Behind the scenes of the oddest party you'll ever try to stop.
Party Pooper came into our lives at the most unexpected moment. The idea for the web-toy was first mentioned in passing over the lunch table, and before we knew it we’d abandoned our sandwiches and gathered in the meeting room.
When we finally launched, it immediately took off on social media and in less than a week there'd been 14,000 attempts to poop the party. It also ignited a fierce contest on Twitter for the lowest time score (current record 18 seconds – can you beat it?) One month and over 110,000 popped balloons later, here’s what we learned.
From a producer’s point of view, keeping in regular contact with the team was key due to the organic nature of the workflow. The whole team had to remain open to different routes as we went along and not get too attached to certain ideas. Regular meetings allowed us to share thoughts and feedback while taking on board people’s advice from their various standpoints, whether creative, technical or process-orientated.
It was also quite a challenge to get team members booked in at the same time throughout the course of production. We try to approach play projects in the same way as client ones, but they do of course take a back seat when client work is requested at the same time. That in itself requires an ongoing process of shifting priorities at a moment’s notice and rescheduling to ensure the work still gets accomplished, without interfering with our client commitments.
It may seem simple at first glance, but behind the scenes of Party Pooper there were a few technical challenges to overcome and new methods to try. We learnt a lot about the Bodymovin plugin, which we’ve started using more and more.
Because of the game mechanic we opted to use Flux Application Architecture. We knew that keeping the state of the game was going to be one of the biggest challenges, and using Flux alongside React proved the perfect toolset for the job. A lot of time was spent setting up a rigid API and events system capable of triggering other animations and states throughout the game.
We decided to make Party Pooper a desktop-only experience simply because, with the amount of simultaneous animation, only a desktop could handle it. With more time we would have potentially tried a stripped-back mobile version too, but having set ourselves particular parameters we needed to stick to them.
Testing was a really interesting part of the process. We had five rounds of tests within the team, allowing us to make sure the story was really clear by the final iteration. It was also important to have a designated product owner who could step in and say which feedback to act upon.
To get five rounds out of the team we focused on three people at a time; each group would see the latest version at the time, which worked really well. It also got the whole team feeling involved, which is always a positive.
Another idea we deliberated over was putting times scores in. We didn’t want to devalue Party Pooper as an experiment by making it too ‘gamified’, but we had such a great response to the scoring system internally that we decided to go ahead with it. The edge of competition, we agreed, would encourage people to play – and keep replaying until their party-pooping skills excelled! We represented the different 'carnage levels' with images like the ones below.
Details like the in-game copywriting were important too. We had to figure out how to tell the story with a user-journey point of view in mind, both from within the game itself and in its promotion. We had a pre- and post-release strategy mapped out in advance on Trello, detailing the assets we’d push out on social media in the run-up, and a corresponding calendar with dates for each drip-feed of Pooper action across Instagram, Twitter, Dribbble and Tumblr. We also had postcards printed to hand out, with a link to the URL.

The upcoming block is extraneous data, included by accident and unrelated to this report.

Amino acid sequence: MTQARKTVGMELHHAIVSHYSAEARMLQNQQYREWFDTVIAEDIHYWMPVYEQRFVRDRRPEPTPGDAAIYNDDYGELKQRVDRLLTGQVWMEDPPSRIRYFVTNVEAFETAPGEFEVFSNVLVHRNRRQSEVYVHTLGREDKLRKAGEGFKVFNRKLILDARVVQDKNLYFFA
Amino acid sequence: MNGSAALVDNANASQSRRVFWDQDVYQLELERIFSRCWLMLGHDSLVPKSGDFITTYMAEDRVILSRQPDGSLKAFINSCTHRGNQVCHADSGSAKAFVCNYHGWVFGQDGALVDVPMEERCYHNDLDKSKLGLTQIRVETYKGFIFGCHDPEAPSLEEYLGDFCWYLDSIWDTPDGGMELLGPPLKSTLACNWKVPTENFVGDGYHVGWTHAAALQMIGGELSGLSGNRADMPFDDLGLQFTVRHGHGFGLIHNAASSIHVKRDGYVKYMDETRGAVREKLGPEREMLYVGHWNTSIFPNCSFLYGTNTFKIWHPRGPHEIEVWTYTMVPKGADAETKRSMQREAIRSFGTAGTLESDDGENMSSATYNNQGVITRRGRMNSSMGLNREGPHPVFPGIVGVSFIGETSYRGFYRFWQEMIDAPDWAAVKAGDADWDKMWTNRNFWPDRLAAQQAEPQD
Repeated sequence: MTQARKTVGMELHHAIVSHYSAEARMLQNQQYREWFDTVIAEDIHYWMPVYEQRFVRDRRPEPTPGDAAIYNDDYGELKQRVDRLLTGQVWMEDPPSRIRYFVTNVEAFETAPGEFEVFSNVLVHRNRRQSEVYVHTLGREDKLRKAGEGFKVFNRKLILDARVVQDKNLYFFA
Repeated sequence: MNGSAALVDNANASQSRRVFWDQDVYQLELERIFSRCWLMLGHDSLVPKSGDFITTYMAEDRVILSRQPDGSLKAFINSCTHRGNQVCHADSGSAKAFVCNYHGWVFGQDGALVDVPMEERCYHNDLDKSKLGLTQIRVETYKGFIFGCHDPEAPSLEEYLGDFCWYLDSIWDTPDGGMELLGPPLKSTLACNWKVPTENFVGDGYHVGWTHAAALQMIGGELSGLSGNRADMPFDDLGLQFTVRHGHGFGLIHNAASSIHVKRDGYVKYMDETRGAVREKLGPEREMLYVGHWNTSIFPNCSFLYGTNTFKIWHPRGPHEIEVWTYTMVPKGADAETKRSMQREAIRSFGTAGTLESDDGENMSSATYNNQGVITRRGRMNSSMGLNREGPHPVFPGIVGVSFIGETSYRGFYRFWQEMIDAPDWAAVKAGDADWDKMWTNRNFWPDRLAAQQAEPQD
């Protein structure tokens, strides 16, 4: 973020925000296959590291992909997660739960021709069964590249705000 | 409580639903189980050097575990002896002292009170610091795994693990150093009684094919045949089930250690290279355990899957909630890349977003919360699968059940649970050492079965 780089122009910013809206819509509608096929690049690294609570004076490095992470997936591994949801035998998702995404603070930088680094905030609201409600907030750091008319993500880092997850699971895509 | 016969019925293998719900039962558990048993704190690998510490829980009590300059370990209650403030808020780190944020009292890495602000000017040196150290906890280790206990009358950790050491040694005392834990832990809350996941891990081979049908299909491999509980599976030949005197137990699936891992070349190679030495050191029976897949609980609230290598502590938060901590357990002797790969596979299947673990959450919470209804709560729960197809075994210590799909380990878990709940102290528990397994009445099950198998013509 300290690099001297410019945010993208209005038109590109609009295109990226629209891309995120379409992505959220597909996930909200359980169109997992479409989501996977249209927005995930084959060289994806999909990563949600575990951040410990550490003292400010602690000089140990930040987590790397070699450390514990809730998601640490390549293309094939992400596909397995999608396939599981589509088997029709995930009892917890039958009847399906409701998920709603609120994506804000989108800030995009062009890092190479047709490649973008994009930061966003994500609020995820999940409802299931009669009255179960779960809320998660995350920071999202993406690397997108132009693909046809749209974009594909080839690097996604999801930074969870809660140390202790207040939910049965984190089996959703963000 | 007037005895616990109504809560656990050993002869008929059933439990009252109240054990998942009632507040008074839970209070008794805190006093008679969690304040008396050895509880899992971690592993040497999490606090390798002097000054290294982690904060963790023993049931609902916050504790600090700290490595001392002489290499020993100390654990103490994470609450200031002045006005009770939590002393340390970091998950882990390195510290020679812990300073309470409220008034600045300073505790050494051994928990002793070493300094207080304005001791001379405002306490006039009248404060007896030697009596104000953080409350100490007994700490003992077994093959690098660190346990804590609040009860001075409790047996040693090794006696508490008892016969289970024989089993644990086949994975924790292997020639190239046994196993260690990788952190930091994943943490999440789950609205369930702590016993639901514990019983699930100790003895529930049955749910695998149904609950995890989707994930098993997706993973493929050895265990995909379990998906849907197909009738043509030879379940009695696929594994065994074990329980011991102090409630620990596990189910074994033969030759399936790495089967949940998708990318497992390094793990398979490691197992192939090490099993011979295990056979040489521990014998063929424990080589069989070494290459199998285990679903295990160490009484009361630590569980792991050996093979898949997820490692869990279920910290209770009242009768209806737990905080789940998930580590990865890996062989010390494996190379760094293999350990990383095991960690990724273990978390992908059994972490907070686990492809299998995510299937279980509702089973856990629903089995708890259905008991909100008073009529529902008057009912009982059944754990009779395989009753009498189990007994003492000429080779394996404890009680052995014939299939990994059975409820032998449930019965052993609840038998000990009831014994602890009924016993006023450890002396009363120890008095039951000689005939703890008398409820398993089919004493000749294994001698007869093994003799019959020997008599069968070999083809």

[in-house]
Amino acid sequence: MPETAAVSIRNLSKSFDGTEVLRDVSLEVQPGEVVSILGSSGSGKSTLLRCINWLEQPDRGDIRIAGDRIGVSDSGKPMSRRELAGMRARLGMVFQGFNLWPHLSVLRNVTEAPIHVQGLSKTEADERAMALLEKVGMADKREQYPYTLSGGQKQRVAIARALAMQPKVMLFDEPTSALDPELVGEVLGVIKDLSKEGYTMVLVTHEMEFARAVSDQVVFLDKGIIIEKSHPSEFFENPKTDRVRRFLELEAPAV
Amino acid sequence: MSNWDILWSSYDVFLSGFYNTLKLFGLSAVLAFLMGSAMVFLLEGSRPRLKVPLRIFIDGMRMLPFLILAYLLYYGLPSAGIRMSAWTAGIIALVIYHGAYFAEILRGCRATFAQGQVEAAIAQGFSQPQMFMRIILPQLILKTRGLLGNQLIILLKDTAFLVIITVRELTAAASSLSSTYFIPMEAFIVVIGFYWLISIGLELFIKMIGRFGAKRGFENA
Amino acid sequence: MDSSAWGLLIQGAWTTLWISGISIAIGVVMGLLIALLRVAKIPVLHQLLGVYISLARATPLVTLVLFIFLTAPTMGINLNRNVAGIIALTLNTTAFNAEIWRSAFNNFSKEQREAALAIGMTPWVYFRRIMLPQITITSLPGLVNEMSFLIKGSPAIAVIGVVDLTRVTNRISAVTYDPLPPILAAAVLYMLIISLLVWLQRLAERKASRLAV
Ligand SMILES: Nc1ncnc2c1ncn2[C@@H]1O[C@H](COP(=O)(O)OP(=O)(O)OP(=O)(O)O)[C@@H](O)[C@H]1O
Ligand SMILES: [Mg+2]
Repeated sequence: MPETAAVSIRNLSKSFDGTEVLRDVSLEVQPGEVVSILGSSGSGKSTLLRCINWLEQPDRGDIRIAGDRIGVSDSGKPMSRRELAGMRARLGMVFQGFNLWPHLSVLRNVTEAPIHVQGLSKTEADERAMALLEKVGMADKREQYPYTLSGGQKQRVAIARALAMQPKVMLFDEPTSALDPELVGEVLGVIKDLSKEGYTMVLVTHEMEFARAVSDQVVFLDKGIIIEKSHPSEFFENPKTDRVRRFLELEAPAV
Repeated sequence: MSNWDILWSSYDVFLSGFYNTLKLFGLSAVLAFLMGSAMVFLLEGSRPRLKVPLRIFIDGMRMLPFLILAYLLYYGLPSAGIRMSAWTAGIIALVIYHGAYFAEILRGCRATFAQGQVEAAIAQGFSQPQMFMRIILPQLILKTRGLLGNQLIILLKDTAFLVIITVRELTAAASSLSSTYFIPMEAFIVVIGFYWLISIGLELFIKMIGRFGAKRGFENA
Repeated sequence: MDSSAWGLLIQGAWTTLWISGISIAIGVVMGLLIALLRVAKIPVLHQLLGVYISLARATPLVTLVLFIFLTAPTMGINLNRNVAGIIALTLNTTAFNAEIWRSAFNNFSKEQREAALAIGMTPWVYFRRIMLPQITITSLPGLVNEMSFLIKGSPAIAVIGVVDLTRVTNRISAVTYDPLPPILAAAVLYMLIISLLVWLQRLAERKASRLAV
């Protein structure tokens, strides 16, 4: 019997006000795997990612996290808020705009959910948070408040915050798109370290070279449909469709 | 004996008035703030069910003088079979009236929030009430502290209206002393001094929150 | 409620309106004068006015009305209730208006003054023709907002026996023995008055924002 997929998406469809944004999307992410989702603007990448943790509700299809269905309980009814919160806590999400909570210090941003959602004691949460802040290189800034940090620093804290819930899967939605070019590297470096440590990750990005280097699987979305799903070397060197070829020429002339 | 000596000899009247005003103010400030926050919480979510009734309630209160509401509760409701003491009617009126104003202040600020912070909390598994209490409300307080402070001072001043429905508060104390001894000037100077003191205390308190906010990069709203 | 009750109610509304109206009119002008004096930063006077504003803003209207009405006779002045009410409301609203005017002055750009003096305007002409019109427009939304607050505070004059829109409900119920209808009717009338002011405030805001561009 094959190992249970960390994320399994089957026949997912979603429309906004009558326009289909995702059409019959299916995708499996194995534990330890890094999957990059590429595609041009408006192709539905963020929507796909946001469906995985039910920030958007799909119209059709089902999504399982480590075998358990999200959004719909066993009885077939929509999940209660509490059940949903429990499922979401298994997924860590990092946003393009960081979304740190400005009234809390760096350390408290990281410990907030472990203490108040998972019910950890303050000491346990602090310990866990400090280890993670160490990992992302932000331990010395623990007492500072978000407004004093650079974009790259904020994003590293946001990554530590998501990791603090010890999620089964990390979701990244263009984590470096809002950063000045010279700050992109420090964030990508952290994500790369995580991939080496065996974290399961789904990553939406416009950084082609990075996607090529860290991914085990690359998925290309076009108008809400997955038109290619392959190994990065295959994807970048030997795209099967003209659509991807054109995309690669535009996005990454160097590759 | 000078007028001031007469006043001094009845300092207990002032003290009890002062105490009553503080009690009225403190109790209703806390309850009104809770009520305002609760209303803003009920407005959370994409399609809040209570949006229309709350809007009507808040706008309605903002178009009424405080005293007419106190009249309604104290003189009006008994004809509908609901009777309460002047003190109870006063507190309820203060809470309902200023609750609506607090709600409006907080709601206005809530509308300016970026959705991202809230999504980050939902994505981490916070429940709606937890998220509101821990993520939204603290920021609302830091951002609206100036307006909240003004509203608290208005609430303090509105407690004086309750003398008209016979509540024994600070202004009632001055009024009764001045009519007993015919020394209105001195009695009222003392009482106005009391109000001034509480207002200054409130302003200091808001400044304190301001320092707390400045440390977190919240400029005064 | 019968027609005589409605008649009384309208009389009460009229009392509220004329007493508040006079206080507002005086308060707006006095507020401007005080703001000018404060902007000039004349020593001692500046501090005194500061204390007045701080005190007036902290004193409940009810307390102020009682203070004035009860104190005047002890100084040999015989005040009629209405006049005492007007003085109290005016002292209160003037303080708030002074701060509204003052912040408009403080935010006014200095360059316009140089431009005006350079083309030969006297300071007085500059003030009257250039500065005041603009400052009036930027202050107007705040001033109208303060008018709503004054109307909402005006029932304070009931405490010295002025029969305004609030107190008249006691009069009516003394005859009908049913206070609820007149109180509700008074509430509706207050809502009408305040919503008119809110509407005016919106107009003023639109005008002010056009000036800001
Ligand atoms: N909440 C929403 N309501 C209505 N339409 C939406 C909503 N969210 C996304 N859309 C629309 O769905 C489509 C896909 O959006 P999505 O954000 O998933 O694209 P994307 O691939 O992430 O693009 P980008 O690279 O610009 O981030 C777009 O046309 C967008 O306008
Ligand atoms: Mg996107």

Paper (the foldy character by the window) and Box were designed quite early on, so we shared Paper’s demise as a cheeky teaser on social media while we were still in the very early throes of building.
On Facebook we decided to create an Event named ‘Party’ to build excitement around the project before announcing what it was. This was a new marketing approach for us and we thought it would be fun; the theme of the web-toy lent itself perfectly to the event format, so we could invite people to ‘attend’. We wanted to keep the project – and the pooper element in particular – a secret for a while, so the description was cryptic and the location initially set as ‘To be revealed’.
We also made the URL party.animade.tv (with no mention of ‘pooper’), and prior to the game’s launch, it redirected people to the Facebook Event. Our attempts to keep things mysterious may have gone a touch too far though, as we discovered when a few followers started thinking there was a real party on the cards!
Upon Party Pooper’s big release we shared the project with our favourite magazines and blogs, and were lucky enough to get featured in Motionographer, Digital Arts and It’s Nice That among others. Party Pooper was awarded Site of the Day on the FWA and received a Special Mention from Awwwards.
We set up a very specific analytics dashboard that enabled us to view everything from how many balloons were popped (at the time of writing, one month after its release, 110,634) to which character got pooped the most (poor old Knife at 17,500, closely followed by Worm at 17,449) – the sneaky Horse got away with a mere 16,065. This is not only fun to track, it helps us get a better understanding of what is working for users.
To date, the game has been played over 25,000 times. That’s quite some party pooping! If you think you can outwit that pesky Horse, give Party Pooper a go now.
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